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date: 22 January 2019

Abstract and Keywords

This chapter considers formal banking from the perspective of consumption, drawing on the sociology of money and finance and focusing on three aspects. First, it examines how transactions are organized in ways that keep consumers engaged in banking. It highlights the need to study the marketing and selling practices in finance and the lived experience of credit. Second, it shows how the assumed intermediary function of the banking system, as neutral carrier of impersonal funds, has been challenged by studies of financialization and discrimination, and substantively by fintech innovation. Third, the chapter turns to payments as a richly explored, yet neglected area of sociology, from closed informal circuits and the multiplicity of money forms to the large-scale infrastructural “rails” of finance. Finally, the chapter considers to what extent banking should increasingly be studied not as conveyor of finance but as an instrument of generating consumer data.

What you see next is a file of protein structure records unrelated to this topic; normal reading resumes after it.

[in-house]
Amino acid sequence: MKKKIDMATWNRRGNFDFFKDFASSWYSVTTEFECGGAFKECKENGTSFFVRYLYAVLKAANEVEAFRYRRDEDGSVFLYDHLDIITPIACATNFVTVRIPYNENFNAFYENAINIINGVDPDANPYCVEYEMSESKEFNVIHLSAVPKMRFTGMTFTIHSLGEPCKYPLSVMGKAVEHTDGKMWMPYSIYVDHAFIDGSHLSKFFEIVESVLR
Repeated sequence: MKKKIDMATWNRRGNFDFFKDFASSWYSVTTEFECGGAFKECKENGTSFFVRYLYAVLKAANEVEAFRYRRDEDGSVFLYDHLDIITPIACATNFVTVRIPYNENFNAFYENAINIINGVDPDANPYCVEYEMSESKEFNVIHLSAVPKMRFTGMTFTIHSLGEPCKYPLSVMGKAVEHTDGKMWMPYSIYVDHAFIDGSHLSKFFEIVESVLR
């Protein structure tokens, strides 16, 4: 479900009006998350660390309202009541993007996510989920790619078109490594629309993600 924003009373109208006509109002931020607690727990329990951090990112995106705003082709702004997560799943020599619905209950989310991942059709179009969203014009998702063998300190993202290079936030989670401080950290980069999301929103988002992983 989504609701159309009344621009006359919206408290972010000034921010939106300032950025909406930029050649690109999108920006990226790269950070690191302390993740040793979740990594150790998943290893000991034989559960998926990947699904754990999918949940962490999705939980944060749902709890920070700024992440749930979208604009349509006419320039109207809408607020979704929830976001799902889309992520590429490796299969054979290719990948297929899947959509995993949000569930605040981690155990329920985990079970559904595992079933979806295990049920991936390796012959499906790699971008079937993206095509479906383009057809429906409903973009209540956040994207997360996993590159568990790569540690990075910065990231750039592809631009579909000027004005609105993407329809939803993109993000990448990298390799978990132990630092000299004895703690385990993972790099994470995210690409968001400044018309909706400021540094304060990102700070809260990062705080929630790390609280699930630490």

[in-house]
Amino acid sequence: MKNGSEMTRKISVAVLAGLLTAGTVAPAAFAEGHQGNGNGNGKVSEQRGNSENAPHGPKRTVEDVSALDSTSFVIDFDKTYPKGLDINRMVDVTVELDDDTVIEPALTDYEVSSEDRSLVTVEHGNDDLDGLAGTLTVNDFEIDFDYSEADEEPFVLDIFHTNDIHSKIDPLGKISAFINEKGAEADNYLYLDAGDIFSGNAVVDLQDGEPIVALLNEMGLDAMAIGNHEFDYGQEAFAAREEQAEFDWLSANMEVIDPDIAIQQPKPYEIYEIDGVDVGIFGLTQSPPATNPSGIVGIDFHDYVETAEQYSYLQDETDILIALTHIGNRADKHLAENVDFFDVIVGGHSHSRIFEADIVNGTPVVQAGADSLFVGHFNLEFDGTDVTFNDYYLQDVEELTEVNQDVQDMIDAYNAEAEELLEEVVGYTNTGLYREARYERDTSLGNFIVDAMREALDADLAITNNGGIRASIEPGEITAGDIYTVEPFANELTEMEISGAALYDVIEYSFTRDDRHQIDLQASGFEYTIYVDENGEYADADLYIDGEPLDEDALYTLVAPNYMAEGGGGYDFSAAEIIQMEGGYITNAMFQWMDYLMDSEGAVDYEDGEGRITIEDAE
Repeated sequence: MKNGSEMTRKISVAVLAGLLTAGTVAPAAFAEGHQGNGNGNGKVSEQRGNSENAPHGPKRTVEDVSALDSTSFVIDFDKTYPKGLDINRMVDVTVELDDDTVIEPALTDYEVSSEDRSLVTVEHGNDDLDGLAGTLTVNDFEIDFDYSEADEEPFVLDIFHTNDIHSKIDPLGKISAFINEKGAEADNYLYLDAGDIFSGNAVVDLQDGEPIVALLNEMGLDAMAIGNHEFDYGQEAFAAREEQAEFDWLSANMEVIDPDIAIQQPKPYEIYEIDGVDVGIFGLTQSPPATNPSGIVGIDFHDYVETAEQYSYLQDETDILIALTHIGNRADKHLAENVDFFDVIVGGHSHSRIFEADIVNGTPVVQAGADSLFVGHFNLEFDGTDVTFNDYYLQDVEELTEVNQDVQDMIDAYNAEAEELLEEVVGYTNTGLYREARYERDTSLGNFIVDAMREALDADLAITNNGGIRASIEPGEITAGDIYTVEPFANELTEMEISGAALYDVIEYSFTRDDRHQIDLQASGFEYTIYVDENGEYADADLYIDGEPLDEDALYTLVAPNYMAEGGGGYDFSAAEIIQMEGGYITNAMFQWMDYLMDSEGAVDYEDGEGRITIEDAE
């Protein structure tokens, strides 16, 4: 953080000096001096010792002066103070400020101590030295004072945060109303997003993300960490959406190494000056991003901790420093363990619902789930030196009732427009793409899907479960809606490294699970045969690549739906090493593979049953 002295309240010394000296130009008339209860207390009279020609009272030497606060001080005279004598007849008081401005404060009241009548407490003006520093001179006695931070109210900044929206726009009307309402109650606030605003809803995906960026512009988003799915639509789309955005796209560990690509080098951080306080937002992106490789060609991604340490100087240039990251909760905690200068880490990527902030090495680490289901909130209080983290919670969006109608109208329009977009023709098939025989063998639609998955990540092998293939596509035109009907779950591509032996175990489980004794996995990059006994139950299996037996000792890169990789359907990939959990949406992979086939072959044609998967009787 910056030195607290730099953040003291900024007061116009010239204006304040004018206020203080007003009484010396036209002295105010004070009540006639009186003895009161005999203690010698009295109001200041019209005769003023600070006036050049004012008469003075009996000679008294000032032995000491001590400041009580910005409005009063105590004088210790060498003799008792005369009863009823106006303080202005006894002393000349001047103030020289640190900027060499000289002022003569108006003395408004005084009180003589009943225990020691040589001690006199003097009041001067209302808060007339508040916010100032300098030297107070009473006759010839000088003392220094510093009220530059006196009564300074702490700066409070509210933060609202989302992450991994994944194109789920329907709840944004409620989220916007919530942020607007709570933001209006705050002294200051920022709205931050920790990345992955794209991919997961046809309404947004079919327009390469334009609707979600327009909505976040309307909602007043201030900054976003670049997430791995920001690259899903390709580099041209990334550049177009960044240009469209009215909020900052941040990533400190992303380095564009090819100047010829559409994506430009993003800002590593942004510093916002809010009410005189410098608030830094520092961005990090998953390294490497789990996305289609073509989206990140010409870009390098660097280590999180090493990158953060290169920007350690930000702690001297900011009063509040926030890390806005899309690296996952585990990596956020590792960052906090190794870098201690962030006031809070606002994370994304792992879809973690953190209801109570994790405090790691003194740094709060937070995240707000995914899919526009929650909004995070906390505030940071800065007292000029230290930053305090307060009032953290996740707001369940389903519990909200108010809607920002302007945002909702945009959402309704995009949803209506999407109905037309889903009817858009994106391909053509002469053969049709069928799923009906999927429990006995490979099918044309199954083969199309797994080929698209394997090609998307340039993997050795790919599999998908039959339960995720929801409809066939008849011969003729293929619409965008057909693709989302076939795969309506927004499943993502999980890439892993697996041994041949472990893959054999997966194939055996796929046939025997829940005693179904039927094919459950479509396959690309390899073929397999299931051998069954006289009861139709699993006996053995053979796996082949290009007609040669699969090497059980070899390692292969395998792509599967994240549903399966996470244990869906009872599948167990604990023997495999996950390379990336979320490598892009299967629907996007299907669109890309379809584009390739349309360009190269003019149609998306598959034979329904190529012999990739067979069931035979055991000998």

Keywords: consumer banking, financialization, algorithmic discrimination, circuits of commerce, payments

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